|Publication number||US6010416 A|
|Application number||US 09/039,821|
|Publication date||Jan 4, 2000|
|Filing date||Mar 16, 1998|
|Priority date||Mar 16, 1998|
|Publication number||039821, 09039821, US 6010416 A, US 6010416A, US-A-6010416, US6010416 A, US6010416A|
|Inventors||John Garrett Frederick|
|Original Assignee||Frederick; John Garrett|
|Export Citation||BiBTeX, EndNote, RefMan|
|Patent Citations (7), Referenced by (12), Classifications (4), Legal Events (15)|
|External Links: USPTO, USPTO Assignment, Espacenet|
1. Field of the Invention
The present invention relates in general to athletic field boundaries, and in particular to a method of defining and quickly establishing temporary boundaries and proper demarcations for the playing field of the sport being practiced or played.
2. Prior Art
Traditional field sports such as football, flag football, soccer, rugby, field hockey, ultimate frisbee and lacrosse that are played on rectangular playing fields continue to grow in popularity year after year. The availability of suitable areas for practice and competition among amateur athletes presents a problem. Coaches and organizers for participants, from youth soccer teams to adult rugby, generally locate grassy areas in parks or at school yards, then proceed define the playing field with makeshift objects such as clothing, gym bags or cones. Conventional means of more permanently marking playing fields include chalk, paint or trenching to remove grass along the sidelines and end lines to define the playing field.
Various apparatus and methods have been used for laying out playing areas, including EIDEN, U.S. Pat. No. 4,218,059, which describes field markers imbedded into the ground as a more permanent demarcation; CAPACHI, U.S. Pat. No. 4,429,872 which also describes a permanent boundary imbedded into the ground; MILBURN, U.S. Pat. No. 5,280,921 which describes a device and methodology for preparing an athletic field for application of paint or chalk. In CAGLE, U.S. Pat. No. 5,312,109 a portable soccer court is described which includes enclosing walls and a plurality of rigid transparent panels defining said court.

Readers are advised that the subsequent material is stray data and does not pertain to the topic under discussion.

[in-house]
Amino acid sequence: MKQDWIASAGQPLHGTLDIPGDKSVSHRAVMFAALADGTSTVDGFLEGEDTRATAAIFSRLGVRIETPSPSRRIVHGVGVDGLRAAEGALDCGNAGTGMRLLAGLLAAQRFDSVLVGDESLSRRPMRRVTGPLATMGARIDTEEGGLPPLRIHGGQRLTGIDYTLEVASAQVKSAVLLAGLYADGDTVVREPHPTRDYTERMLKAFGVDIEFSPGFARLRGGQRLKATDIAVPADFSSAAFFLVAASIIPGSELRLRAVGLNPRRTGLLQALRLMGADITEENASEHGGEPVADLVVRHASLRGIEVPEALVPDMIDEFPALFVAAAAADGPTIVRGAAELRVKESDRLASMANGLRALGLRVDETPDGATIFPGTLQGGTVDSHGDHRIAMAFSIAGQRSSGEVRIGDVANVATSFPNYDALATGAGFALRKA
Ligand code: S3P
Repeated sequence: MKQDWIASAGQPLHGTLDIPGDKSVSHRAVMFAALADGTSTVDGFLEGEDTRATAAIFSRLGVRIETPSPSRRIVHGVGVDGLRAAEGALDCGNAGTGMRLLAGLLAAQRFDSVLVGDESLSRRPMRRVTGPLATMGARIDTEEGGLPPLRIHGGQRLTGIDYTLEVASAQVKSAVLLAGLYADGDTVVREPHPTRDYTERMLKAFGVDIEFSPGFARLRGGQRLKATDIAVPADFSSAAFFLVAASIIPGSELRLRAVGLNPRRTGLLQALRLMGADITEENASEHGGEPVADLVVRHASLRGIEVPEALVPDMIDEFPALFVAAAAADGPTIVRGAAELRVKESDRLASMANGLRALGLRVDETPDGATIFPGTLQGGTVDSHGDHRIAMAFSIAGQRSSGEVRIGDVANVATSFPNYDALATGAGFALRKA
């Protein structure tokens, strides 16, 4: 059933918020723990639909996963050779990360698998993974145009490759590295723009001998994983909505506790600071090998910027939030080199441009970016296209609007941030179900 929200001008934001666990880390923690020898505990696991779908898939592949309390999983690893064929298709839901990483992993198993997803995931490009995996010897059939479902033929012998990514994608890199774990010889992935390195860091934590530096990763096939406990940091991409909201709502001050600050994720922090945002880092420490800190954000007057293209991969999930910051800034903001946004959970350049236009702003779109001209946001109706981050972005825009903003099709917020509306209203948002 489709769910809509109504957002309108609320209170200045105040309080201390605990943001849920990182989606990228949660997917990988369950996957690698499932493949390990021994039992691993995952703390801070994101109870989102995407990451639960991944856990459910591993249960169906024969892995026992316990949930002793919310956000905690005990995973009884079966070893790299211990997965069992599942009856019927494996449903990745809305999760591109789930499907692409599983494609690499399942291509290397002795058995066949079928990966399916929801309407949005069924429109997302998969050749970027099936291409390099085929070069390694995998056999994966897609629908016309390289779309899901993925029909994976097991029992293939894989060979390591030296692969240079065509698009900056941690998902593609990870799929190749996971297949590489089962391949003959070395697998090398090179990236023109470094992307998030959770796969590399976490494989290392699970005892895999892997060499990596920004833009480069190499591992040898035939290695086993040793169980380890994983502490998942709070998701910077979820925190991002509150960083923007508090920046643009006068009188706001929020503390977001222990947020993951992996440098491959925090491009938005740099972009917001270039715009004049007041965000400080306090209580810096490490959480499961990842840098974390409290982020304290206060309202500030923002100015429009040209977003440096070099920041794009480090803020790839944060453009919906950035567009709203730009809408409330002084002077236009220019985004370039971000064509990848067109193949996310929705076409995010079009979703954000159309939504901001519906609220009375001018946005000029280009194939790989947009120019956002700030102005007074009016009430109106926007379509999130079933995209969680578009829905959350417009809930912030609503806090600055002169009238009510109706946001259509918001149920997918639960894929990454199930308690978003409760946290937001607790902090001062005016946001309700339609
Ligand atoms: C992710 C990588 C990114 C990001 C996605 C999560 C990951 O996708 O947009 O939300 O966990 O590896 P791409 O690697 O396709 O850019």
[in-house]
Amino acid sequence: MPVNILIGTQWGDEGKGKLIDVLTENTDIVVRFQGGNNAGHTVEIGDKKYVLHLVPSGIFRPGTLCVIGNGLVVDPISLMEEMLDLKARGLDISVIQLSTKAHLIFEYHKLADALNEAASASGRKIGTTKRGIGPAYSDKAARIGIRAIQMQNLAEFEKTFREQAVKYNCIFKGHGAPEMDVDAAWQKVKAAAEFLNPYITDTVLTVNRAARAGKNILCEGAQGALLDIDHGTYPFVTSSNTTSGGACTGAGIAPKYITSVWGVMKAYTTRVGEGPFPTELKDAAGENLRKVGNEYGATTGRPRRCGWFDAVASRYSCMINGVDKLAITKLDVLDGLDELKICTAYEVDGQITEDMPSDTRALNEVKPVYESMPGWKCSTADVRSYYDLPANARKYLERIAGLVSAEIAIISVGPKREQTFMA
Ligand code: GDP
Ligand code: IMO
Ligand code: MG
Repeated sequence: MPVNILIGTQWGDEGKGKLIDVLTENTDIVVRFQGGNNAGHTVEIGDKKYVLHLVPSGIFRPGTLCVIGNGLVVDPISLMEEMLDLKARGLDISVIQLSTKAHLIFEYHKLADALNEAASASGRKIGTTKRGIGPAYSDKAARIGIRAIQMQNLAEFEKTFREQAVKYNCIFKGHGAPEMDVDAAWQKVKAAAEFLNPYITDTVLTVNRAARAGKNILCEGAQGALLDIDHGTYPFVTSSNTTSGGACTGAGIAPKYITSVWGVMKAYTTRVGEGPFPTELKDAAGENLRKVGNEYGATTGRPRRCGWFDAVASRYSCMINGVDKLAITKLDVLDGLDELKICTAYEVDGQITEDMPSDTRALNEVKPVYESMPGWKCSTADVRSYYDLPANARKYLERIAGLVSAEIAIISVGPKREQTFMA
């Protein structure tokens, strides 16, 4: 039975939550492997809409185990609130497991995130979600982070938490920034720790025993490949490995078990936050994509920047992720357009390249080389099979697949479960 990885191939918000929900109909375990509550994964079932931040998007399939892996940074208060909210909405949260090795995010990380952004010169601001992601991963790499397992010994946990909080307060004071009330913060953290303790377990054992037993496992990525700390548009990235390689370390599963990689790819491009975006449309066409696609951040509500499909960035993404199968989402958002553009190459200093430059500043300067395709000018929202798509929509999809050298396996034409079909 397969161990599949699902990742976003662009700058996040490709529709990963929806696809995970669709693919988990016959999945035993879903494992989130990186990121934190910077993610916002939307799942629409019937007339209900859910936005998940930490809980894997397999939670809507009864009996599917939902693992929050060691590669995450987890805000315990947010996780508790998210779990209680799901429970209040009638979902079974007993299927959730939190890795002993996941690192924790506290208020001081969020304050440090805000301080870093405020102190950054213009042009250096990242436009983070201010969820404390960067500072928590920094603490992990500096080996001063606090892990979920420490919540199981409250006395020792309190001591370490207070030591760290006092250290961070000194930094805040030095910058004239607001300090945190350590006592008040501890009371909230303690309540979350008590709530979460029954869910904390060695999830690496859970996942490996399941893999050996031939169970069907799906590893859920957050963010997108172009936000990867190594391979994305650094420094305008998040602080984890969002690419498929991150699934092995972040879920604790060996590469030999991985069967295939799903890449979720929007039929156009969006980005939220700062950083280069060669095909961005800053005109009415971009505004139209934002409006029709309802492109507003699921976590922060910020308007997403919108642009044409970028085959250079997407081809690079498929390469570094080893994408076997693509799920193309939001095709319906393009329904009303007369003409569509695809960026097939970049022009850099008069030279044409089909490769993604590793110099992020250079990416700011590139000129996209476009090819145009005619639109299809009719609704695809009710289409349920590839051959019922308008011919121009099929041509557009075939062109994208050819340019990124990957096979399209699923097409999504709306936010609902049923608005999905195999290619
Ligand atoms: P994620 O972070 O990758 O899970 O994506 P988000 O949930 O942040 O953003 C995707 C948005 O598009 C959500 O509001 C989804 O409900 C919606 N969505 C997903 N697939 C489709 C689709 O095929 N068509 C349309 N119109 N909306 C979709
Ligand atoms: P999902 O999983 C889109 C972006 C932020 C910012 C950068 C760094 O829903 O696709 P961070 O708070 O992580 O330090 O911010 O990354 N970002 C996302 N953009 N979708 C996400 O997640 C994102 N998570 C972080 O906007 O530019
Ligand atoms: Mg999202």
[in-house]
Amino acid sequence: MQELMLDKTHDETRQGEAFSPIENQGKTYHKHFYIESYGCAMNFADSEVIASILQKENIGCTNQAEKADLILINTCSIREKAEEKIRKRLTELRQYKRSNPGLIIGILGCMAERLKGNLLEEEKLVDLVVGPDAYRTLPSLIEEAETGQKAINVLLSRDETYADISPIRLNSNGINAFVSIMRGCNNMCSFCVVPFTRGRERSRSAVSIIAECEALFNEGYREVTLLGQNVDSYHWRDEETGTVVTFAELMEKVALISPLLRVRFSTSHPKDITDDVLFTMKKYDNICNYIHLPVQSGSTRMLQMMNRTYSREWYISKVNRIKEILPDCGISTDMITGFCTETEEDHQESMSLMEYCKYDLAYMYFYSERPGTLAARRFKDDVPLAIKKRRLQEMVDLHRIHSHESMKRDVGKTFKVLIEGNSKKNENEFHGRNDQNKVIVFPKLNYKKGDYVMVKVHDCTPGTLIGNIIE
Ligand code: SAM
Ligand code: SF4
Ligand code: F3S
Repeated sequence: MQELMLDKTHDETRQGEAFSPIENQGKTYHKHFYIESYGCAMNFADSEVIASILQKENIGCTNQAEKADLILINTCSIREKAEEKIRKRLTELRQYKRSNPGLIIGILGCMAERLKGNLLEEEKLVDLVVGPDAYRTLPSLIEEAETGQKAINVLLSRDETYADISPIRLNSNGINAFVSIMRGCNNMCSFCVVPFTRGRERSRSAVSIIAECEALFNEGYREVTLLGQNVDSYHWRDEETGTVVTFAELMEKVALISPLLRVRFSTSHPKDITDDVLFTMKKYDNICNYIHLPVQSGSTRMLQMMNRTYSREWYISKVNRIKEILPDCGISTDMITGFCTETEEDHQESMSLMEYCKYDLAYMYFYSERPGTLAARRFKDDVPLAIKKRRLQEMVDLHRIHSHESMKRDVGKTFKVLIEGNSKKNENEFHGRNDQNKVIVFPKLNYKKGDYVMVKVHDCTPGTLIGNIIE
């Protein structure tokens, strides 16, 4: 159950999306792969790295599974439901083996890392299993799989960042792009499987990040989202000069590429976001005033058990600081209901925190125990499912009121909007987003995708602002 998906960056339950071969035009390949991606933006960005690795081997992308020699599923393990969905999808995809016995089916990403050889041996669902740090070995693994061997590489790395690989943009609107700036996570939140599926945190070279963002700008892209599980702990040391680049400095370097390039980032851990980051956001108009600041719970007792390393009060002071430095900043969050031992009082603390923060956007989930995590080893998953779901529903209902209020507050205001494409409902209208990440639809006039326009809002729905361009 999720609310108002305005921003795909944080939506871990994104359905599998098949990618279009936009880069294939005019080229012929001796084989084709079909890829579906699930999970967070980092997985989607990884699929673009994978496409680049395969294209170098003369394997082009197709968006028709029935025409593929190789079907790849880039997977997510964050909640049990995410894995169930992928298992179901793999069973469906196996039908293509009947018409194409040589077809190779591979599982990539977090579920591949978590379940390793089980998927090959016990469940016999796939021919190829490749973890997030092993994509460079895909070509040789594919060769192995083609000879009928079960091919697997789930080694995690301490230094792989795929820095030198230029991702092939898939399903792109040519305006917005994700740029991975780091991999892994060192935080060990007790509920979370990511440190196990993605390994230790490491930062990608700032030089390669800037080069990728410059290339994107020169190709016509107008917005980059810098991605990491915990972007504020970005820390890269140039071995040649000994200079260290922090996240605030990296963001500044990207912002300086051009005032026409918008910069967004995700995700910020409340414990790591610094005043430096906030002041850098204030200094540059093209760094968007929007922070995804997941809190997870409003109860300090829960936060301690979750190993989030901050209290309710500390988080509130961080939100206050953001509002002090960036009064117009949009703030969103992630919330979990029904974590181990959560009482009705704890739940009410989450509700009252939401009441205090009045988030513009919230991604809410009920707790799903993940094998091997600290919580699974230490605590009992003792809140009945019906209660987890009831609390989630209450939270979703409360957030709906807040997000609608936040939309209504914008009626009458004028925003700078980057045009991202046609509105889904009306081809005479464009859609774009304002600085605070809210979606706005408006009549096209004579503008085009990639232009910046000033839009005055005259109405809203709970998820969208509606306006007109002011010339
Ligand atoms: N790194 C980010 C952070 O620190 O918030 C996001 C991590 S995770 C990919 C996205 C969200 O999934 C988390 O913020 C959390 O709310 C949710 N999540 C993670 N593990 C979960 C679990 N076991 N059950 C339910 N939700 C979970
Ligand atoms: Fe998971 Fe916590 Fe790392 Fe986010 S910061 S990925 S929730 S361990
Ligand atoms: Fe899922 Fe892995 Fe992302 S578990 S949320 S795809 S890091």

Also, various apparatus and methods have been used for laying out playing courts for tennis, volleyball and badminton, but these methods lack the appropriate demarcation elements for field sports where goals of particular width or goal lines for determination of scoring are required including MOORE, U.S. Pat. No. 3,985,359; RAUB, U.S. Pat. No. 4,880,243; VIENS, U.S. Pat. No. 5,427,383.
Heretofore, there has been no simple, economical, portable means of quickly establishing a boundary of proper size with the appropriate demarcations for practice or competition of field sports that can be easily dispatched, retrieved and stored for subsequent future uses.
Accordingly, it is the principal object of this invention to provide a simple, economical, portable means of establishing a boundary of proper size with the appropriate demarcations for such things as corners, mid-field, goals, goal lines, yardage markers and other demarcations for playing fields of field sports such as football, flag football, soccer, rugby, field hockey, ultimate frisbee and lacrosse with said demarcations being appropriate for the given sport.